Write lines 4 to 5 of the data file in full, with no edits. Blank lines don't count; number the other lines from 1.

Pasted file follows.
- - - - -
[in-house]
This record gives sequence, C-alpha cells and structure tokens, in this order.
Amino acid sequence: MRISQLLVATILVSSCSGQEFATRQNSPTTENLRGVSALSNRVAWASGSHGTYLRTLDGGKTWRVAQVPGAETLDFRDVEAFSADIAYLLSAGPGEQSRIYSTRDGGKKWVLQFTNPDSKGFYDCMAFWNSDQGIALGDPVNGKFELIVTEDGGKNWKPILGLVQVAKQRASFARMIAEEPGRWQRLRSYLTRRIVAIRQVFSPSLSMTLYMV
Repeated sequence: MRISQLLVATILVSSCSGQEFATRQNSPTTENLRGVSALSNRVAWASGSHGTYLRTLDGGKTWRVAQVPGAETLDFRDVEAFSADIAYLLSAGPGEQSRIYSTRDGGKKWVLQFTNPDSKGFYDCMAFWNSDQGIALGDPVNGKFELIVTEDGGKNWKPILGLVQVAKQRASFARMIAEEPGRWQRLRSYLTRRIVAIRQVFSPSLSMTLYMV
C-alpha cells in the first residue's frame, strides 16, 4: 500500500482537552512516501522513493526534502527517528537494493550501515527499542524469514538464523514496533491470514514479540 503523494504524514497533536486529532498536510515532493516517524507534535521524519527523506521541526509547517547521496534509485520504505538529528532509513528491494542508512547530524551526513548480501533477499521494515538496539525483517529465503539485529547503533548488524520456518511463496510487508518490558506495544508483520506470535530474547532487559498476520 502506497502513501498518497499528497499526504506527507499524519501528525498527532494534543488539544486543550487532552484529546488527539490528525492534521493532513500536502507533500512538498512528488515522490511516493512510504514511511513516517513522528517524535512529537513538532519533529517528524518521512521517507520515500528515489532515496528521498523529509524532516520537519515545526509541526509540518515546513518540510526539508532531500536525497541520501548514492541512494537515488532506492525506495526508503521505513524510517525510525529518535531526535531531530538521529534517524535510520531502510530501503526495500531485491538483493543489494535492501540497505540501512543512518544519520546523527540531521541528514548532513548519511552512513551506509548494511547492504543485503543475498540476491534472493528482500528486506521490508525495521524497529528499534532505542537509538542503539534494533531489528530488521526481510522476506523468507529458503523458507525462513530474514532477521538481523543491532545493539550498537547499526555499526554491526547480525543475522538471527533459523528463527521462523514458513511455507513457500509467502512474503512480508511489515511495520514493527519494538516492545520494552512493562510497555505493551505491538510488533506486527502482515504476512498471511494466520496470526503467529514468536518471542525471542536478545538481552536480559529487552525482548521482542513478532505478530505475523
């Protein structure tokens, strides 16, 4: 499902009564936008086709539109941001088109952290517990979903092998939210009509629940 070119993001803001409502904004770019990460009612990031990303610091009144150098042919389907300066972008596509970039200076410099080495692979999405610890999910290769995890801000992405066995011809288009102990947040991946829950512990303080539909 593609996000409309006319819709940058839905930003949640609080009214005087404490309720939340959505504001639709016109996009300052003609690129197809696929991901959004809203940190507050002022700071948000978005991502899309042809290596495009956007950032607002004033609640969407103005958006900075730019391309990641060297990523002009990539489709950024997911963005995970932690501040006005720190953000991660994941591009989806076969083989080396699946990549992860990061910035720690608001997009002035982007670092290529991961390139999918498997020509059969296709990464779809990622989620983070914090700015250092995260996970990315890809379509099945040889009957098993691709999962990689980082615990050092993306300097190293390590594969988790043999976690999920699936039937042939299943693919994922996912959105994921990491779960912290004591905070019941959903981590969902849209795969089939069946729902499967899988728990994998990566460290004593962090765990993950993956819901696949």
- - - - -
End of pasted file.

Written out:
Repeated sequence: MRISQLLVATILVSSCSGQEFATRQNSPTTENLRGVSALSNRVAWASGSHGTYLRTLDGGKTWRVAQVPGAETLDFRDVEAFSADIAYLLSAGPGEQSRIYSTRDGGKKWVLQFTNPDSKGFYDCMAFWNSDQGIALGDPVNGKFELIVTEDGGKNWKPILGLVQVAKQRASFARMIAEEPGRWQRLRSYLTRRIVAIRQVFSPSLSMTLYMV
C-alpha cells in the first residue's frame, strides 16, 4: 500500500482537552512516501522513493526534502527517528537494493550501515527499542524469514538464523514496533491470514514479540 503523494504524514497533536486529532498536510515532493516517524507534535521524519527523506521541526509547517547521496534509485520504505538529528532509513528491494542508512547530524551526513548480501533477499521494515538496539525483517529465503539485529547503533548488524520456518511463496510487508518490558506495544508483520506470535530474547532487559498476520 502506497502513501498518497499528497499526504506527507499524519501528525498527532494534543488539544486543550487532552484529546488527539490528525492534521493532513500536502507533500512538498512528488515522490511516493512510504514511511513516517513522528517524535512529537513538532519533529517528524518521512521517507520515500528515489532515496528521498523529509524532516520537519515545526509541526509540518515546513518540510526539508532531500536525497541520501548514492541512494537515488532506492525506495526508503521505513524510517525510525529518535531526535531531530538521529534517524535510520531502510530501503526495500531485491538483493543489494535492501540497505540501512543512518544519520546523527540531521541528514548532513548519511552512513551506509548494511547492504543485503543475498540476491534472493528482500528486506521490508525495521524497529528499534532505542537509538542503539534494533531489528530488521526481510522476506523468507529458503523458507525462513530474514532477521538481523543491532545493539550498537547499526555499526554491526547480525543475522538471527533459523528463527521462523514458513511455507513457500509467502512474503512480508511489515511495520514493527519494538516492545520494552512493562510497555505493551505491538510488533506486527502482515504476512498471511494466520496470526503467529514468536518471542525471542536478545538481552536480559529487552525482548521482542513478532505478530505475523